87 Blazars The Light from the center appears to be polarized synchrotron radiation Objects were originally known as BL Lac objects but now, they are just called Blazars It is now believed that they are double radio sources (elliptical galaxies) which are oriented so one of the two jets is towards us Further Evidence of this idea that Jets are aimed at us comes from apparent Faster Than Light motion!!

88 Quasars Vs Blazars Quasars generally exhibit lower superluminal speeds typically (1 to 5) x c Blazars typically (5 to 10) x c Blazar jets are assumed to be aimed more directly towards us than Quasar jets are

89 Active Galaxies Seyfert Galaxies – Spirals Radio Galaxies – Ellipticals Quasars –Radio Quiet – Spirals –Radio Loud – Ellipticals Blazars All have active Galactic Nuclei !!

90 Limit on Size of Active Objects Variations in the intensity of an object can place a limit on how big it is Consider an active object 1 ly in diameter It suddenly “Flashes” Near side emitted photons reach us Middle photons reach us 6 months later Far side photons reach us 1 year later Intensity increase lasts a full year

91 Some Active galaxies flicker in such a way their volume is ~ 1 light day across Energy of a Thousand galaxies being emitted from a volume the size of our Solar System !! Obvious candidate  Black Hole

92 Supermassive Black Holes at Galaxy Centers As early as 1968, Lynden-Bell proposed that Black Holes were responsible for Active Galaxies Gravitational energy of gases falling into Black Holes would provide power for the immense radiation being seen from these galaxies However these Black Holes are much larger than the 5 to 10 M (  ) Black Holes in binary systems

93 Limits on Luminosity by a Black Hole Amount of Radiation from an Accretion disk is known as the Eddington Limit If the Luminosity exceeds this limit, there is too much radiation pressure present to allow additional gas to fall inward towards the Black Hole The gases would be pushed outward instead With gas pushed away, the luminosity fades and the pressure is reduced, so gas begins to fall inward again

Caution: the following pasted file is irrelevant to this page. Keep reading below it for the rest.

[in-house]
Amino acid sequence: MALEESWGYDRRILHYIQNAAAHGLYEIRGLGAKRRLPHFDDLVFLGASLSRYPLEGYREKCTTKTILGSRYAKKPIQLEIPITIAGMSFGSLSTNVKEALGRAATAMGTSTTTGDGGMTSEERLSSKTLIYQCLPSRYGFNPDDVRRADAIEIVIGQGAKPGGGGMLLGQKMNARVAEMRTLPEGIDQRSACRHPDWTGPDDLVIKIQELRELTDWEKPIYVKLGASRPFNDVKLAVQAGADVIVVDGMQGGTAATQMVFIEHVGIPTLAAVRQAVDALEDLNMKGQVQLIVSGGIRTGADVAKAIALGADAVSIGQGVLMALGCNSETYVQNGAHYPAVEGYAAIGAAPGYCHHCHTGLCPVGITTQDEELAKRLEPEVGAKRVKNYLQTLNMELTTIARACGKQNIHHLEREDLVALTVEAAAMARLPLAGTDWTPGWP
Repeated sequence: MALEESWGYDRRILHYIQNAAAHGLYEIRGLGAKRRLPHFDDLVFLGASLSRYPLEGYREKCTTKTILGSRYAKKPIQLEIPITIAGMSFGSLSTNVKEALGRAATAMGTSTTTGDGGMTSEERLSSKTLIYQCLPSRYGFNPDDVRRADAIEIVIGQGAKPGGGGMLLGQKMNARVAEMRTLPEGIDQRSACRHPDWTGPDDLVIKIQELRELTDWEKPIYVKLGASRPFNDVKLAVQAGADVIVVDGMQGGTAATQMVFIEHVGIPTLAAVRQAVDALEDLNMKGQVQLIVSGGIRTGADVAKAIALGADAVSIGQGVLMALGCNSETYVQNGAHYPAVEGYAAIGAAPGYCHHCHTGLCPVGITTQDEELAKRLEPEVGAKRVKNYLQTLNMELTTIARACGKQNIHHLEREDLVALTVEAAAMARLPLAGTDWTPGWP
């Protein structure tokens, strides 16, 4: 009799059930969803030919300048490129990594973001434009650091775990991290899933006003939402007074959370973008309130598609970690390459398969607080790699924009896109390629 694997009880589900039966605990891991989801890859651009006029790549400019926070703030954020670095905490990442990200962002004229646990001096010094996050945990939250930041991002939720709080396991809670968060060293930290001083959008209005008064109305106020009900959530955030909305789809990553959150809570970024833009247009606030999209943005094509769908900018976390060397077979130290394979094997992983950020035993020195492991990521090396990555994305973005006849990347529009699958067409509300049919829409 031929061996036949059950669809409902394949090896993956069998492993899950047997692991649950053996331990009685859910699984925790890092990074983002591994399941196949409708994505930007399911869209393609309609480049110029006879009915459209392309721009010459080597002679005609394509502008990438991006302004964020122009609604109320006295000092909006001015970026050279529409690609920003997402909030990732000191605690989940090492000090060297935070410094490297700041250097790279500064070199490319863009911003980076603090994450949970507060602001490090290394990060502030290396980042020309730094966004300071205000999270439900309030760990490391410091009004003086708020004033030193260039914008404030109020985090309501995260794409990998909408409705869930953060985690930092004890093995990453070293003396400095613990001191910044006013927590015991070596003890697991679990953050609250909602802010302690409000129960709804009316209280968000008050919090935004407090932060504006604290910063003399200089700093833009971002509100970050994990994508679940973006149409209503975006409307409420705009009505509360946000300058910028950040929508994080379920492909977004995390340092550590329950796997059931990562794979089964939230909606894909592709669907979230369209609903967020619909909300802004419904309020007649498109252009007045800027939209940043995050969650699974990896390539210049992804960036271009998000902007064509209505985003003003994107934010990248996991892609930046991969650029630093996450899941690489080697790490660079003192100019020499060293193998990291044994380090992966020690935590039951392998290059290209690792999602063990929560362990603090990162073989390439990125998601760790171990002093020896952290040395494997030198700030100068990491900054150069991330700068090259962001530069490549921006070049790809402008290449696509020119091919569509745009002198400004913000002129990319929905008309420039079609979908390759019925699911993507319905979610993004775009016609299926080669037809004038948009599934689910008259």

94 Eddington Limit L Edd is the maximum luminosity that can be radiated by accretion on a compact object M is the mass of the compact object M (  ) and L (  ) are the Standard Solar Mass and Solar Luminosity respectively

95 Quasar 3C 273 L 3C 273 = 3 x 10 13 L (  ) Assume that this is the Eddington Limit Mass of Black Hole in 3C 273 ~ 1 Billion Solar Masses

96 Milky Way Galaxy probably has a Black Hole in its center of about 3 Million Solar Masses

97 Rotational Speeds are not constant in the core of the galaxy as other models have predicted Nor do they tend toward zero, but rather there are steep peaks on either side of the exact center These peaks indicate extremely large mass contained within ~ 5 arcseconds of galaxy center

98 Measurements on M 31 indicate a Black Hole at its center of 30 Million M (  ) in a volume of 5 pc New Techniques using better resolving telescopes (such as the X-ray Chandra Scope) have indicated a number of galactic black holes as they can resolve down to about 0.5 arcseconds Quasars not so useful as they are so far away they have too small an angular size. However no other source of energy seems plausible to create Quasar’s energy output